The new council was sworn in last night in a mostly ceremonial meeting. But there is real business to attend to tonight, starting with the new rules of engagement. In previous columns, I have made the argument that sometimes less is more when it comes to public comment. I think when comments grow longer – as I explained using the comparison to a candidate forum – people tend to ramble.
The mayor is proposing that public comment be reduced from three minutes to 2.5 minutes. In addition, the general public comment period would be reduced to 45 minutes.
I was trying to get ahold of some records on this, but my belief is that if public comment exceeded 45 minutes – which comes to 18 speakers – in the last year, I don’t recall it and it certainly would have been extremely rare. This is also for general public comment, it does not apply to comment on actual agenda items.
I think that is important to recognize, because the pushback on this has occurred.
The council received an email yesterday noting: “This proposal is an over-reaction to some of the meetings which covered controversial issues when there were many speakers. Expecting citizens to be turned away at public comment at a reasonable time in the evening and expect(ing) them to come back late at night to testify is extreme and simply discourages public participation. It is hard enough for citizens to find the time to come down to speak on these important issues already so it should (not) be made more difficult form citizens to participate.”
They add, “Keep in mind that public comment opportunity has been reduce by 50% already since the City Council historically use to meet weekly, but within recent years, City Council meetings were reduced to two time(s) monthly. So, reducing the ability for public comment even more is unfair and marginalizes Davis citizens.”
They continue: “I urge you to ask the Council to delay any change to public comment and see if the new Council group working together may actually be more concise in their comments and discussion, and when there are many member(s) of the pub(l)ic wanting to speak at General Pub(l)ic comment, the Mayor can ask for a head count of how many speakers there are and divide up the public comment time prioritizing non-agendized item commenters since that is their only opportunity to speak, and reduce the time limitation to the remaining time for speaker(s) there for agendized items that they cannot stay to speak on.”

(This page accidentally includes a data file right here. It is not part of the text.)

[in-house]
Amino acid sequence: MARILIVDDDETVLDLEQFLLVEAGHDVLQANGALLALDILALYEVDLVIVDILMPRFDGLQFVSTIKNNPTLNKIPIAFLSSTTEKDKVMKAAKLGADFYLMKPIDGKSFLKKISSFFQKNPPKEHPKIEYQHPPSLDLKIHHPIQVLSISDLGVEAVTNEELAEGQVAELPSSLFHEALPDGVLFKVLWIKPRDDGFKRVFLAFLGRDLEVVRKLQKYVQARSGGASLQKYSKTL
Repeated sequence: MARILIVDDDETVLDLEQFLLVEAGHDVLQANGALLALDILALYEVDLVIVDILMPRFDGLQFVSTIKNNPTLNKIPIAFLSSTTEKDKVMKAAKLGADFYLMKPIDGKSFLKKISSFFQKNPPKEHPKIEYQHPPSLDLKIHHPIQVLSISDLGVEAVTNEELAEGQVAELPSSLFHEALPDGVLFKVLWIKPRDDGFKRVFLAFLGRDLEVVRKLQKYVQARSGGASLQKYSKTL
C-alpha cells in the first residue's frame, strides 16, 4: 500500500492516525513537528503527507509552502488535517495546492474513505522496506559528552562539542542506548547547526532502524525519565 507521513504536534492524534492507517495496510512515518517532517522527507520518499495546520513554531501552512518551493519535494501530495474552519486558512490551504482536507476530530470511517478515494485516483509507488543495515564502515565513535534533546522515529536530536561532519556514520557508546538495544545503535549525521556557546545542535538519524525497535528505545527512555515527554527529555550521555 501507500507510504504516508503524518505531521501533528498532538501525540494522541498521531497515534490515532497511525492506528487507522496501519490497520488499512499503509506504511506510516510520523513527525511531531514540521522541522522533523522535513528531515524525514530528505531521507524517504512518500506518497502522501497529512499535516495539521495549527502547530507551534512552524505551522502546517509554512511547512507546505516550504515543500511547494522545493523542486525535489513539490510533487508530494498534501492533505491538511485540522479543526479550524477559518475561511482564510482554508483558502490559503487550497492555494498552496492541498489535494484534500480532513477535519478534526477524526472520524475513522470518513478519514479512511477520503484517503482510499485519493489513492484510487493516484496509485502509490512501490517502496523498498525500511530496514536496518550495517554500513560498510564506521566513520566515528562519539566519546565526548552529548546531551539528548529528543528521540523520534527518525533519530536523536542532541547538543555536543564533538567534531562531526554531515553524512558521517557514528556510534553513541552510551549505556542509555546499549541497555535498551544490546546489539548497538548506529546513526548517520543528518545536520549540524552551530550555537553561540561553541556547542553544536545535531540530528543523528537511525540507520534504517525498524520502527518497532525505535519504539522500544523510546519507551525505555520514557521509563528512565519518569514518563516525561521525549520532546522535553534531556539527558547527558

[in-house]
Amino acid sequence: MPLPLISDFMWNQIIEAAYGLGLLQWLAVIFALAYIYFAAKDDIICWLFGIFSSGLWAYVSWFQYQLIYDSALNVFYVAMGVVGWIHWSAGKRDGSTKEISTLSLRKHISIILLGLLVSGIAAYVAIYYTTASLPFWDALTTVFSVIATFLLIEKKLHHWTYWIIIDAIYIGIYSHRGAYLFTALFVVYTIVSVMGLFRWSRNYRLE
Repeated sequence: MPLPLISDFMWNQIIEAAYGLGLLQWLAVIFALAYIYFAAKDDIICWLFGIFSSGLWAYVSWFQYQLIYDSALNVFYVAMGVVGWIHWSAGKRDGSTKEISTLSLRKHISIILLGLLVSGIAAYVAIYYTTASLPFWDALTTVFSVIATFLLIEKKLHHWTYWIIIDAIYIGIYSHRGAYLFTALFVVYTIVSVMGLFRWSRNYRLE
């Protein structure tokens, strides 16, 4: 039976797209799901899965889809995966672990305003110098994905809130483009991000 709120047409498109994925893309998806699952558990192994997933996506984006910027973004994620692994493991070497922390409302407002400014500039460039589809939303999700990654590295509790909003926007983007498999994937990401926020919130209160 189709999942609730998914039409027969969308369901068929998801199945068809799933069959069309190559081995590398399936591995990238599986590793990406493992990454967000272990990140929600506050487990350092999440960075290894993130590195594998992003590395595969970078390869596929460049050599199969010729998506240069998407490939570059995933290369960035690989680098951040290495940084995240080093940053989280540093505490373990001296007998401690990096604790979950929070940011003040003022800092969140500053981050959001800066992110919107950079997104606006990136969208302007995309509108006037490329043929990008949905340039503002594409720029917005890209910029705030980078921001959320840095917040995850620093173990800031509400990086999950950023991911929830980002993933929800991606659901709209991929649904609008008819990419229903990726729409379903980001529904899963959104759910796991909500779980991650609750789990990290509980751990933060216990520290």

My own view here is that this requires a balancing act, but there are alternate and perhaps more effective ways to engage with the council other than through a virtual filibuster. Lengthy public comment I find less than effective. The longer public comment goes, the less I end up paying attention to each individual’s words, the more the comments become repetitive, and the less effective they are.
I have used the example from the February 6 Nishi discussion. At that discussion, we saw a large number of first-time commenters who very effectively used the one-minute option to quickly present their support for the project and sit down. That enabled council to quickly get through the bulk of public commenters while making much the same point they would have made had they all spoken for three minutes.
Then the usual suspects came up, said the same things they had time after time previously, and all of them used their full three minutes. I did not find those comments nearly as helpful
My suggestion is to actually go a lot further than Mayor Lee is proposing.
Back in 2006, the public comments were all restricted to two minutes. So this move isn’t unprecedented.
What I suggest would be people giving a brief synopsis of a few key points and then provide written backup material in the form of a handout or email.
The other thing I suggest is to make use of designated spokespeople. Previous Mayor Robb Davis allowed a group of five to come up with a speaker and he would grant that speaker five minutes. Why not go further and allow a designated speaker (designated by the group of people not any official body) to speak for ten minutes and then poll the audience to show concurrence.
Of course that would only work on agendized items that have opposing sides, but it could be a way to much more quickly get through public comment on agendized items.
I think there are a lot of ways to communicate to council and I know the council is diligent about reading public correspondence.
I don’t see speech limitation as a barrier to public discourse, but rather a way to move the discussion along. There are other and frankly more effective means for the public to make their views known to council.
—David M. Greenwald reporting